- A Grammar of the Hoava Language, Western Solomons
Hoava is an Oceanic language spoken by about 2,360 people (1986) on the island of New Georgia in the Solomons. Genetically Hoava belongs to the New Georgia/ Ysabel subgroup of the New Ireland/North-West Solomonic chain.
Davis's reference grammar is an important book for both Oceanic linguistics and linguistic typology, not only because it describes an endangered language of a poorly researched area, but also because this language bears some remarkable morphosyntactic features that may contribute to our understanding of the typology and evolution of Oceanic morphosyntax as well as the typological research of valency, grammatical relations, and nominalization.
Before I review the structure and content of D's grammar, I want to briefly summarize her description of the applicative construction, because this is in my view the most interesting part of the grammar. Her analysis also demonstrates how important it is that grammars that have been written as PhD theses be published, even if, as in this case, the thesis was written about ten years before publication and could not have been revised to consider more recent literature.
D distinguishes between stative and active verbs, and divides each of these into three subclasses. Stative verbs are subclassified on the basis of whether their valence can be increased by causativization only (type I) or, in addition to causativization, by the transitive suffix (type II) or the applicative suffix (type III). When type III verbs, which denote emotional and physical states of animate beings, are transitivized by the applicative suffix, the applicative object expresses the reason (e.g., 'I'm blind APPLICATIVE (from) the dust.' 'I'm happy APPLICATIVE (about) the new canoe', 113-15, 204 f).
In a similar fashion, the three classes of active verbs are distinguished by their valency and derivational potential. Verbs of type IV, which include verbs of movement, perception, and speech, are used intransitively or are transitivized by the transitive suffix or the applicative suffix. The difference between these two transitive constructions is that those with the transitive suffix relate to a more directly involved participant than those with the applicative suffix as in, for instance, 'hear TR s.o. or s.t.' vs. 'hear APPLICATIVE (about) s.o. or s.t.' and 'speak TR (to) s.o.' VS. 'speak APPLICATIVE (about) s.o. or s.t.' (117). In both constructions the object is not a patient, but has the role of a less affected participant, for example, a goal, stimulus, comitative, and so forth.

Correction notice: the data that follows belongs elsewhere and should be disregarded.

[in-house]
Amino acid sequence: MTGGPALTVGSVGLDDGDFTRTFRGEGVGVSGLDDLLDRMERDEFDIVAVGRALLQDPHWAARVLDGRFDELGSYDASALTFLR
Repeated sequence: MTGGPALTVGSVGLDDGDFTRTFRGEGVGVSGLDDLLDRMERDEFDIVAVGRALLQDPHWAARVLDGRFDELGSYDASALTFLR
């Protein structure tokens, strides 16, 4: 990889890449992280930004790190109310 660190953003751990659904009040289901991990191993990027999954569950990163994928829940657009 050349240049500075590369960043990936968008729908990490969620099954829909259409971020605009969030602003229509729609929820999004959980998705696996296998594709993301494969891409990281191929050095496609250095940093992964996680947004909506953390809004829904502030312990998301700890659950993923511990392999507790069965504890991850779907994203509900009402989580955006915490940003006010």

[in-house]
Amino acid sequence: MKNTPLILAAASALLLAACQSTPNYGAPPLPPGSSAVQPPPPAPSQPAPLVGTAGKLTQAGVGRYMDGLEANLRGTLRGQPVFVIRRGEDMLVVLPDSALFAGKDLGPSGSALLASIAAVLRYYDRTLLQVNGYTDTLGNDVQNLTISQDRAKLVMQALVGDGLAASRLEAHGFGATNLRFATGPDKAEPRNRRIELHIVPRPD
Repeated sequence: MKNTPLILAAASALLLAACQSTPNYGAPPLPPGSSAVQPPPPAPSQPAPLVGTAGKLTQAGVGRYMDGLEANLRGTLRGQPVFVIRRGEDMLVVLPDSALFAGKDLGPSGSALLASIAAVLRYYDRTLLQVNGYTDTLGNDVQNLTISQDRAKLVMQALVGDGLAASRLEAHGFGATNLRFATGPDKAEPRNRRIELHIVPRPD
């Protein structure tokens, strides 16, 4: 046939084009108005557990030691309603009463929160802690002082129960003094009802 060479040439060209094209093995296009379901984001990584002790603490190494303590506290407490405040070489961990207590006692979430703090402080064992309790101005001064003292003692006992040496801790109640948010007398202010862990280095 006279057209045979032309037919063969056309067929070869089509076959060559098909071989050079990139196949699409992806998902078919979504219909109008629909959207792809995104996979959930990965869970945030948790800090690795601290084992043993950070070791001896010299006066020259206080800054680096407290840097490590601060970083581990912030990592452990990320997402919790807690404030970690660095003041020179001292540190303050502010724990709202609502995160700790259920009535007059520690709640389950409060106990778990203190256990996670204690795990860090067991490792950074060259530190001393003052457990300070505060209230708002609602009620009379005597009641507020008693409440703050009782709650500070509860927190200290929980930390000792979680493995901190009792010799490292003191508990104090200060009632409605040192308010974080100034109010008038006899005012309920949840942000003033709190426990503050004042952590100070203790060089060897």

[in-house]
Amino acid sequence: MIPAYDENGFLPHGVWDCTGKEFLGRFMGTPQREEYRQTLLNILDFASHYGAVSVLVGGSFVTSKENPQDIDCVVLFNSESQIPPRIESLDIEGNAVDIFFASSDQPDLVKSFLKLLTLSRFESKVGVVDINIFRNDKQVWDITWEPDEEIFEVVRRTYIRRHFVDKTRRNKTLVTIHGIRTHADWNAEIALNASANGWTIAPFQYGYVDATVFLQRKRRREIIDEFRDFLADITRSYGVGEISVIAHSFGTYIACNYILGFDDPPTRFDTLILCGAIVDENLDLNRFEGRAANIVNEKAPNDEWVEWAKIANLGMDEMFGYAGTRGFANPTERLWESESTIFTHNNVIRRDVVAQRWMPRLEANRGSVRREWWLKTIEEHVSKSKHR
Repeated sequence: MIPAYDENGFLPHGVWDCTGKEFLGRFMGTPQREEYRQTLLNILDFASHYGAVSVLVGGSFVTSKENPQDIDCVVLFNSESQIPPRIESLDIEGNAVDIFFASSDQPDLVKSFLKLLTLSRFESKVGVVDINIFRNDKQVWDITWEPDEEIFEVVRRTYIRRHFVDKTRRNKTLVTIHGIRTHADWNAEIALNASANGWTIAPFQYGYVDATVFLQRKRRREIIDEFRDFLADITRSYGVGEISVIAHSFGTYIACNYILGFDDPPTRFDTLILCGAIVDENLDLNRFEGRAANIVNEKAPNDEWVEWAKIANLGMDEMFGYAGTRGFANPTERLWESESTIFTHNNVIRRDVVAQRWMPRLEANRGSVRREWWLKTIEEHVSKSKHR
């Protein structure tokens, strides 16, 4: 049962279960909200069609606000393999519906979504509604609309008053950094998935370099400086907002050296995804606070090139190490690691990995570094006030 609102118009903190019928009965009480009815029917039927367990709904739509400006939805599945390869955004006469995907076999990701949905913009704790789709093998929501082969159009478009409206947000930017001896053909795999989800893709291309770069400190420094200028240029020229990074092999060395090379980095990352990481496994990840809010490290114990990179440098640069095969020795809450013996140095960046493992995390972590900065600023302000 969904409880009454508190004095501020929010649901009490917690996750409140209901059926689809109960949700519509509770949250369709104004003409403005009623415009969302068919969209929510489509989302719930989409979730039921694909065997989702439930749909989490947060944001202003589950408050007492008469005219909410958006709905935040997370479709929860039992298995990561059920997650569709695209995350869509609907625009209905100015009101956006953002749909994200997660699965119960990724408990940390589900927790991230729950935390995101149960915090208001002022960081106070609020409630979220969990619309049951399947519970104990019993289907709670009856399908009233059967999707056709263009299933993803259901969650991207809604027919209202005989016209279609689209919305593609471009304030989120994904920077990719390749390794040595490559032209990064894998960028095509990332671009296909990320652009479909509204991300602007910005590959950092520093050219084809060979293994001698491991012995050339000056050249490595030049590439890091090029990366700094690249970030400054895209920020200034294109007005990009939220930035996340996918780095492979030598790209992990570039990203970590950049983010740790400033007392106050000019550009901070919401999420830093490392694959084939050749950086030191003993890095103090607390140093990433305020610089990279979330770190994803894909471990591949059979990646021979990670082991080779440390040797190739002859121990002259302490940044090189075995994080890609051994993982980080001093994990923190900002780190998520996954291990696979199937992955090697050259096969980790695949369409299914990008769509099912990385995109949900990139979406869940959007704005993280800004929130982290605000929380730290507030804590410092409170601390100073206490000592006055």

Type v verbs denote actions that affect patients. They can be used intransitively in their bare form, transitively when bearing the transitive suffix, and ditransitively when marked by the applicative suffix. The ditransitive constructions have two objects; thus, the applicative suffix increases the valency of the transitive verb by one. This additional object, the applicative object, denotes the instrument.
The single object of monotransitive verbs and one of the two objects of ditransitive applicative verbs is indexed by the object marker. This indexed object is called the primary object (O1), and the other one the secondary object (O2, my abbreviations). The constituent order of ditransitive clauses is V O2 S O1. In contrast to the [End Page 531] subject and the primary object, the secondary object does not have an article, but it is not incorporated into the verb complex either. It occurs outside and is referential, whereas incorporated objects are generic (121 f, 195 ff).
(1)V O2 S O1
Teqe-ni-a leboto Deni sa qato.
cut.down-AP-3SG machete Deni ART:SG tree
'Deni cut the tree down with a machete.'(196)
In the applicative construction of (1), the applicative object functions as the secondary object, as one would have expected. But this is not the only possibility. Surprisingly, there is no unequivocal relationship between the categories of primary and secondary object on the one hand and the two categories of patient and applicative instrument object...